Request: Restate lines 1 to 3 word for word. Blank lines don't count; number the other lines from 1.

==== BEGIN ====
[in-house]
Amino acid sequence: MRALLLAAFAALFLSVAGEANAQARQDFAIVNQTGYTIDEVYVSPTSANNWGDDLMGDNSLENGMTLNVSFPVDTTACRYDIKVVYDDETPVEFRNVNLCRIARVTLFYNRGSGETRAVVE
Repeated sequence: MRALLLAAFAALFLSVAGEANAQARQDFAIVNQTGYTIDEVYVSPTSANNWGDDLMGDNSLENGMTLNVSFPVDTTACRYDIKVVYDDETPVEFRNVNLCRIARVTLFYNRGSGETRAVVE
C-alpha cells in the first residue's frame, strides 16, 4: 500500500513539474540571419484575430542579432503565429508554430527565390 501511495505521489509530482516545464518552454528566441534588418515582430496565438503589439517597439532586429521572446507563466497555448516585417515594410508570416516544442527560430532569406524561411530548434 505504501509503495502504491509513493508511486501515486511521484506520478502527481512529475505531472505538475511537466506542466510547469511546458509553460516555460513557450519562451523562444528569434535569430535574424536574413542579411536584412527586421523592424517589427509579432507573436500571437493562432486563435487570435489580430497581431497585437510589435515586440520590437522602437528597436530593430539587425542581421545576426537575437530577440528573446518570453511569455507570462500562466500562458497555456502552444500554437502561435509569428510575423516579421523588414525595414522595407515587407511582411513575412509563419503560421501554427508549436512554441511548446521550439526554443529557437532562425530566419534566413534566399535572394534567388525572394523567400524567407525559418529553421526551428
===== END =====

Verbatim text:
[in-house]
Amino acid sequence: MRALLLAAFAALFLSVAGEANAQARQDFAIVNQTGYTIDEVYVSPTSANNWGDDLMGDNSLENGMTLNVSFPVDTTACRYDIKVVYDDETPVEFRNVNLCRIARVTLFYNRGSGETRAVVE
Repeated sequence: MRALLLAAFAALFLSVAGEANAQARQDFAIVNQTGYTIDEVYVSPTSANNWGDDLMGDNSLENGMTLNVSFPVDTTACRYDIKVVYDDETPVEFRNVNLCRIARVTLFYNRGSGETRAVVE